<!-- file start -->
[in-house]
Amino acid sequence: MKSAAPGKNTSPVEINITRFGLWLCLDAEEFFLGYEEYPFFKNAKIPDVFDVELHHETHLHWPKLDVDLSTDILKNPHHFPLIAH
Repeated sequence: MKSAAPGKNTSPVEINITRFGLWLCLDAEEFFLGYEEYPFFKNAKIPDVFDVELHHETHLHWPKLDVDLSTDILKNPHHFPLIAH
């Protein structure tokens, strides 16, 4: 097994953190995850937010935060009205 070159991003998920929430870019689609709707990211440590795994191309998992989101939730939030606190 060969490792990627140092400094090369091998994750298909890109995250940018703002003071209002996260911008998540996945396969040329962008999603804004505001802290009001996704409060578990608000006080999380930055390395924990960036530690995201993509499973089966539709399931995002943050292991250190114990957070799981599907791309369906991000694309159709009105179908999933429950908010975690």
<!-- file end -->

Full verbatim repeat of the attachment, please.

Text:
[in-house]
Amino acid sequence: MKSAAPGKNTSPVEINITRFGLWLCLDAEEFFLGYEEYPFFKNAKIPDVFDVELHHETHLHWPKLDVDLSTDILKNPHHFPLIAH
Repeated sequence: MKSAAPGKNTSPVEINITRFGLWLCLDAEEFFLGYEEYPFFKNAKIPDVFDVELHHETHLHWPKLDVDLSTDILKNPHHFPLIAH
């Protein structure tokens, strides 16, 4: 097994953190995850937010935060009205 070159991003998920929430870019689609709707990211440590795994191309998992989101939730939030606190 060969490792990627140092400094090369091998994750298909890109995250940018703002003071209002996260911008998540996945396969040329962008999603804004505001802290009001996704409060578990608000006080999380930055390395924990960036530690995201993509499973089966539709399931995002943050292991250190114990957070799981599907791309369906991000694309159709009105179908999933429950908010975690």